Active - 1959 - 2011 | Born - Apr 18, 1946 in London, England | Genres - Comedy, Children's/Family, Drama, Adventure, Mystery
Biography by Bruce Eder
The daughter of British actor John Mills and playwright Mary Hayley Bell, Hayley Catherine Rose Vivien Mills made her first screen appearance as an infant in 1947's So Well Remembered. It wasn't until a decade later, however, that Hayley Mills made her formal film debut, portraying the preteen murder witness who is nearly destroyed by her connection to the criminal in 1959's Tiger Bay. Playing many scenes alongside her own father,Mills gave an uncannily affecting performance that won her the British Film Academy's Most Promising Newcomer Award. The movie also brought her to the attention of Walt Disney, ever on the lookout for talented child actors. In 1959, Mills entered Disney's orbit, and the producer placed her into the most meticulous and artistic live-action film in his studio's history up to that time: Pollyanna (1960). The movie transformed Mills from a precociously talented juvenile player into a full-fledged star, and earned her a special Academy Award for her performance. Ironically, Pollyanna was somewhat mis-marketed at the time as a film intended principally for younger girls and their mothers -- in actuality, it is a sentimental film whose dramatic content and visual craftsmanship place it closer in spirit to pictures like The Music Man, or even Shenandoah, perfectly suitable for general audiences; as a result, it was never as big a hit in theaters as it should have been, and Mills' biggest success for Disney turned out to be her next feature, The Parent Trap (1961). This movie, about a set of estranged identical twin sisters who conspire to get their divorced parents back together, gave the 15-year-old actress the chance to play two separate characters, with two distinctly different personalities. She was able to convince a major part of the audience that she was two different people (a gambit later picked up by the creators of The Patty Duke Show), and she also hit the pop music charts with a song from the film, called "Let's Get Together." In the years that followed, Mills' output for Disney proved somewhat uneven, The Moon-Spinners (1964) failing to impress critics, while the more dramatically demanding The Chalk Garden (1964), in which she played an emotionally crippled adolescent, was some of her best work, and reunited her onscreen with her father; and she excelled in the drama Whistle Down the Wind (1962), directed by Bryan Forbes and made for Rank, playing a girl who shelters an escaped criminal, who thinks he's Jesus.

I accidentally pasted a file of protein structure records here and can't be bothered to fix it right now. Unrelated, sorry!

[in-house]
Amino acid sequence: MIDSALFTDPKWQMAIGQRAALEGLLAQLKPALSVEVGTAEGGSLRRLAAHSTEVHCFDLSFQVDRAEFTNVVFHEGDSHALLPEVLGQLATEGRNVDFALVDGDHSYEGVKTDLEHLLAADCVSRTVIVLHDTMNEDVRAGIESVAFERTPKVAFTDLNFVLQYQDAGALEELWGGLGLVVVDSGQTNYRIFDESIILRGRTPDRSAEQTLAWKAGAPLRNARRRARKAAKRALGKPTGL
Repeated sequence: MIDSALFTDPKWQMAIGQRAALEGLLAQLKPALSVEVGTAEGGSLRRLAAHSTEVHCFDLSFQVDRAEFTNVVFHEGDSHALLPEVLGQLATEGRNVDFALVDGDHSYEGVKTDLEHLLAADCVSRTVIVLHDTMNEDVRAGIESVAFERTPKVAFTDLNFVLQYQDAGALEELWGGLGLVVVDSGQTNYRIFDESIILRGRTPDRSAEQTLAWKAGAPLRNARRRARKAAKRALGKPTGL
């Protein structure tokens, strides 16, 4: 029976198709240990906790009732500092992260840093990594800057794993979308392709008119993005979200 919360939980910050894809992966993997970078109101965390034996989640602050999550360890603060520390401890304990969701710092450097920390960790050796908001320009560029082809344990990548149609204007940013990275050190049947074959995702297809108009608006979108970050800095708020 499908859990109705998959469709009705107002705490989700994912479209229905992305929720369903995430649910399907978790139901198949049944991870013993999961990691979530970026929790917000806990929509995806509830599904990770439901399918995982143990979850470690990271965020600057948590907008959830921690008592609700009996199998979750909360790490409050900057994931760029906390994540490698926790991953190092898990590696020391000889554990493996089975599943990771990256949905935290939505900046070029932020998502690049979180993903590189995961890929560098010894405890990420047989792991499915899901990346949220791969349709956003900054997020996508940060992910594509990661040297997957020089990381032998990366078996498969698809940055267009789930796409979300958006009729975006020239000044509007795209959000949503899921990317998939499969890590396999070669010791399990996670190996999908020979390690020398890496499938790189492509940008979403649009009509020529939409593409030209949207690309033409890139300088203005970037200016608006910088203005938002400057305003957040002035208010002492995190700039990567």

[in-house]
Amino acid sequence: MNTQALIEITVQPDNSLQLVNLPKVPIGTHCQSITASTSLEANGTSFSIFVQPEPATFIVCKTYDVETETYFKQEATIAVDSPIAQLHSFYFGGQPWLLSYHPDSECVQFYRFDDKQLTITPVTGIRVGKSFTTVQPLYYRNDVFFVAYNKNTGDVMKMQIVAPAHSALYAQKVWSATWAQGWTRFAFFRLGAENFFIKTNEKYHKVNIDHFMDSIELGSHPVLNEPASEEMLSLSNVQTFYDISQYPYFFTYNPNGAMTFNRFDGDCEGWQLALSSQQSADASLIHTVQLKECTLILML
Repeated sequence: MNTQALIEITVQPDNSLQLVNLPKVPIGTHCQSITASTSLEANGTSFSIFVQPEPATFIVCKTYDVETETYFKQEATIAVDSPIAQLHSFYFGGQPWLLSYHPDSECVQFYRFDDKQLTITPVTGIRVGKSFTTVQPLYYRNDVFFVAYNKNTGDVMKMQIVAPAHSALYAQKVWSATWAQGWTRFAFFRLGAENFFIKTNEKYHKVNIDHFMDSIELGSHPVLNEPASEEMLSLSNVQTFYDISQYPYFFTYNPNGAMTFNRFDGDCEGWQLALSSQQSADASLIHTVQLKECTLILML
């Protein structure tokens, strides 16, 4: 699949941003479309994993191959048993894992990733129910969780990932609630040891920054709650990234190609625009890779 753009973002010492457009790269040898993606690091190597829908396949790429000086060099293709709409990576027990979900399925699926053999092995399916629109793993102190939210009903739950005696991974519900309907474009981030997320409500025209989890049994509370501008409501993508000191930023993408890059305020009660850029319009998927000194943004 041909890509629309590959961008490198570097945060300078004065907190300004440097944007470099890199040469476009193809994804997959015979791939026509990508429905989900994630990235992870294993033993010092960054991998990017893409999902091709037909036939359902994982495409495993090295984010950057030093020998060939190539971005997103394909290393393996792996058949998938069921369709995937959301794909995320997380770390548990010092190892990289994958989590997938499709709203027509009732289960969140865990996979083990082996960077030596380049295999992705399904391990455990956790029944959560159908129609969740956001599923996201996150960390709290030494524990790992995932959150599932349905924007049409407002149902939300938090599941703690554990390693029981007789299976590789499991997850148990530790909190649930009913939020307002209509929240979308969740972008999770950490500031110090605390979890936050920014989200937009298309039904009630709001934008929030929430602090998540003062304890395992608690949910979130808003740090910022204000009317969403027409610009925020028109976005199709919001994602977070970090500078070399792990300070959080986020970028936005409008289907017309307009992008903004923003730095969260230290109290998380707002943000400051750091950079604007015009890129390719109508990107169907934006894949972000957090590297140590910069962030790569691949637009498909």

The advent of the British Invasion in popular music, which imparted an appeal to all things British in America for about two years, helped sustain Mills' popularity, and her final Disney film, That Darn Cat (1965), was a hit and one of her best comedies, though she was outshone (as she might well have been) by old hands like William Demarest. Her first film after leaving the Disney fold was Gypsy Girl (1966), which marked a break from the American producer's tendency toward light comedy -- directed by her father and written by her mother, it presented Mills in the role of a retarded teenager. She was engaged by John and Roy Boulting to star in The Family Way (1966), a comedy about close-quarter familiar relations (best remembered today because of its score, written by Paul McCartney) -- that picture exploded her lingering goody-two-shoes image by offering Mills in a well-publicized nude scene, and what the scene itself didn't accomplish in changing her image, her romance and marriage to director Roy Boulting, some 33 years her senior, did, and the two had a daughter before their divorce in 1976. Mills would also have a lengthy relationship and eventually a son with actor Leigh Lawson.
Curtailing her film appearances in the early '70s, Mills devoted most of her time to television productions; in 1986, she came back to the Disney fold with a Parent Trap TV-movie sequel, and she earned a place in the hearts of a new generation with the title role on 1987's Good Morning, Miss Bliss, the TV precursor to Saved by the Bell. Mills would take a break during the 90's, but returned to TV full force in 2007 with a starring role on the series Wild at Heart.